The heavenly scent of cinnamon fills the house as snow falls out my window. We got snowed in today but inside it was toasty warm and cozy with the sweet smell of snickerdoodles baking.
This recipe is delicious, but it was a little tricky getting it to meet my standards. I didn’t want just a spritz cookie with cinnamon sprinkled on it, masquerading as a snickerdoodle. I wanted some of that authentic doodle taste, that slightly tangy chewiness and sweetness that’s more intense than a spritz.
After much fussing, some serious head-scratching and 5 attempts, I came up with a winner. Enough characteristics of spritz to make it press well, and the right ingredients to make it doodle name worthy. The secret is replacing my usual baking powder with a mix of cream of tartar and baking soda. That’s they key to the classic snickerdoodle taste. Because they’re sweeter, I also had some sugar adjusting to do.
Two of your ingredients will need to be divided. You’ll see why soon.
Snickerdoodle Spritz Cookies
1 cup (2 sticks) butter, softened (not melted)
1/2 cup granulated sugar and 1/4 cup granulated sugar, divided
1 Tablespoon vanilla extract and 2 teaspoons vanilla extract, divided
2 1/4 cups plus 3 Tablespoons all-purpose flour
1/2 teaspoon cream of tartar
1/4 teaspoon baking soda
1/8 teaspoon salt
Preheat your oven to 400°F
In a large bowl, combine flour, cream of tartar, baking soda, and salt with a whisk. Make sure they are evenly mixed. Set aside. Measure the cream of tartar and soda precisely. Too much and your cookies will puff up and lose their shape!
Using an electric mixer, cream the butter very well. Creaming your butter extremely well until it is smooth and literally creamy is the key to great spritz cookies. I like to pretend I’m making frosting and use the “whip” setting.
Add the ½ cup of sugar and cream it again very well. This butter-to sugar ratio is different than most of my recipes so the combination will be a bit less fluffy. Do your best to get the sugar smoothly creamed in before adding other ingredients. Next add the 1 tablespoon of vanilla extract and egg, re-creaming the mixture after each new addition.
Add the flour mixture to the butter slowly until completely incorporated and a soft dough forms. If you’re having trouble with it, or if it’s seeming a bit crumbly, don’t worry. Stop using the mixer and knead it with your hands. It will come together. Keep kneading until you have a nice even dough.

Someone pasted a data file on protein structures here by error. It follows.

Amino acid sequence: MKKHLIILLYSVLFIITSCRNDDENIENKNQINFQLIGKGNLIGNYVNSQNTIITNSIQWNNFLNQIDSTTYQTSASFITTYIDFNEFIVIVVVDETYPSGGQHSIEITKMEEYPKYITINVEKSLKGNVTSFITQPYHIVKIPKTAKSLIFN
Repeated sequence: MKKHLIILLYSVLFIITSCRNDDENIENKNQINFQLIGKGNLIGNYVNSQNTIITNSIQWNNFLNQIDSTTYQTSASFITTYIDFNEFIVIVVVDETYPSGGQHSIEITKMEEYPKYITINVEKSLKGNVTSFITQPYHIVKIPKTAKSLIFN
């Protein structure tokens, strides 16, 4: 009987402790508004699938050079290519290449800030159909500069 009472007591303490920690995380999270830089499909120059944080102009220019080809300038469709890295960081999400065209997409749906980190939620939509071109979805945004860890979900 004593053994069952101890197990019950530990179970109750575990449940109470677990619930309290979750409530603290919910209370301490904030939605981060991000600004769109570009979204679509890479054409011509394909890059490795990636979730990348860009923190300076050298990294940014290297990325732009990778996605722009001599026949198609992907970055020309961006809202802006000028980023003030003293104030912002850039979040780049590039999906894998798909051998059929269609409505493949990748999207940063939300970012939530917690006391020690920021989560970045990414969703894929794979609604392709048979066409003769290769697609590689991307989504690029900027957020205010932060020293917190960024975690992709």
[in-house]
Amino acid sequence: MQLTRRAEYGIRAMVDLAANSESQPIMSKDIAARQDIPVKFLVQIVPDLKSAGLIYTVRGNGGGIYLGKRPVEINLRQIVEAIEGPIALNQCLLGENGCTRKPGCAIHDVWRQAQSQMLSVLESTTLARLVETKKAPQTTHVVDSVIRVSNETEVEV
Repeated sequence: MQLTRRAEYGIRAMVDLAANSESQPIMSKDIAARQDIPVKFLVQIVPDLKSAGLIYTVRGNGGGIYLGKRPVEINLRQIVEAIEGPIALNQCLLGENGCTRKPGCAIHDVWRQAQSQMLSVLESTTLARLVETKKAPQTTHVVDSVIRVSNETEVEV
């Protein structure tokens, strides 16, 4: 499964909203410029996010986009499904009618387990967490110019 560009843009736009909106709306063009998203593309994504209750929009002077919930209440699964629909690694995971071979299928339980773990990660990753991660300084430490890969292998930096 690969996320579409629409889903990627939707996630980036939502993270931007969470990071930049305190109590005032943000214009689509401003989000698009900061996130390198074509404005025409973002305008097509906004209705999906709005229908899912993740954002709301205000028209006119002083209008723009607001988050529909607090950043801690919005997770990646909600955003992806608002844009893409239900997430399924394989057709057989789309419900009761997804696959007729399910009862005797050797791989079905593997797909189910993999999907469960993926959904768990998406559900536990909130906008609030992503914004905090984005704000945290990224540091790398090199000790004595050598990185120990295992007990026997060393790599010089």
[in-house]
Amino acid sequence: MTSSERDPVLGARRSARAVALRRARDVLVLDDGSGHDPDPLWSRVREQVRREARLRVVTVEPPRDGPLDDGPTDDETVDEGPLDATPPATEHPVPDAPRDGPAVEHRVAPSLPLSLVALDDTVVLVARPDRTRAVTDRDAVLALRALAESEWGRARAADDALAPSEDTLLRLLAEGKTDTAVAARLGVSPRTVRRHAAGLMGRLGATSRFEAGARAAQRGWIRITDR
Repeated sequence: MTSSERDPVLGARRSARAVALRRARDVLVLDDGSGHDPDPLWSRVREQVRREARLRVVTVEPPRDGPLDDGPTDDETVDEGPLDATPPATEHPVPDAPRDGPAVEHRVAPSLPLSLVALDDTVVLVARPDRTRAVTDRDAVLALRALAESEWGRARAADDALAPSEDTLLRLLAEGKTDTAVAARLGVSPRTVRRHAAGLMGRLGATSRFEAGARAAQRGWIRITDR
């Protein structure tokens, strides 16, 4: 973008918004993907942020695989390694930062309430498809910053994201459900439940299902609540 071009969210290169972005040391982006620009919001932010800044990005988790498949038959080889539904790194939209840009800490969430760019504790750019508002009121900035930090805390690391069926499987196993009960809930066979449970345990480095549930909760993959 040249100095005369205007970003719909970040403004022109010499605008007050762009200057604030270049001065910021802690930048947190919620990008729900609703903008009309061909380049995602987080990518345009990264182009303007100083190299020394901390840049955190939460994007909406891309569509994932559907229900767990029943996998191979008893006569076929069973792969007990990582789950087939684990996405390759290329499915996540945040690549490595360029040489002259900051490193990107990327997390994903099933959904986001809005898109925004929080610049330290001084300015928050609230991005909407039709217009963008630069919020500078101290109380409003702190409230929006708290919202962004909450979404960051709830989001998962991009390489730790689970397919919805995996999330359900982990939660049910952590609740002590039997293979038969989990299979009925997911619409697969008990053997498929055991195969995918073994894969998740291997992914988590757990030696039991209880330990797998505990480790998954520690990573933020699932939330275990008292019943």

Ok so here’s the trick to this recipe! Now you have a perfectly pressable spritz dough. BUT, it’s not sweet enough to pass as a snickerdoodle. Every time I tried adding more sugar from the start at the creaming stage, it never creamed. There was just too much sugar for the butter to incorporate. The answer? Add the sugar now. The amazing thing is that by doing it this way, the last ¼ cup of sugar remains fairly granulated, giving a nice sweet pop to the cookies.
To make the dough soft enough to incorporate this sugar, either by kneading or mixer add the 2 teaspoons of vanilla first. Once that’s evenly mixed in, add the sugar. Now you have a sweet spritz dough!
Always remember that you can tweak overly stiff dough by adding more vanilla a teaspoon at a time, or tweak overly soft or sticky dough by adding flour a tablespoon at a time. Perfect spritz dough has a soft malleable texture that is not too sticky or too stiff.
Get your disks and pack your dough into your cookie press barrel, using the back of a spoon to press the air bubbles out. This helps create consistent pressure to press with. I forgot to put snowflake 11 in this picture. Oops. 😉
Place the disk in the bottom ring, attach to your press, and start pressing onto an un-greased cookie sheet. Use a consistent rhythm to keep the shapes a uniform size. It’s not at all uncommon for your first few cookies sto be mis-shaped, as pressure needs to build in the barrel to make consistent shapes. It’s totally ok! Just throw them back in the bowl to be re-pressed. If you’re still having trouble pressing (mis-shaped cookies, trouble sticking to the pan, etc) press one cookie into the air and wipe it off and toss back into the bowl to re-set your pressure in the press. You can also refrigerate your cookie sheets for 5 minutes if sticking is an issue. (There are more troubleshooting tips on the Troubleshooting and Decorating Tips page- see the top menu on the homepage. 🙂 )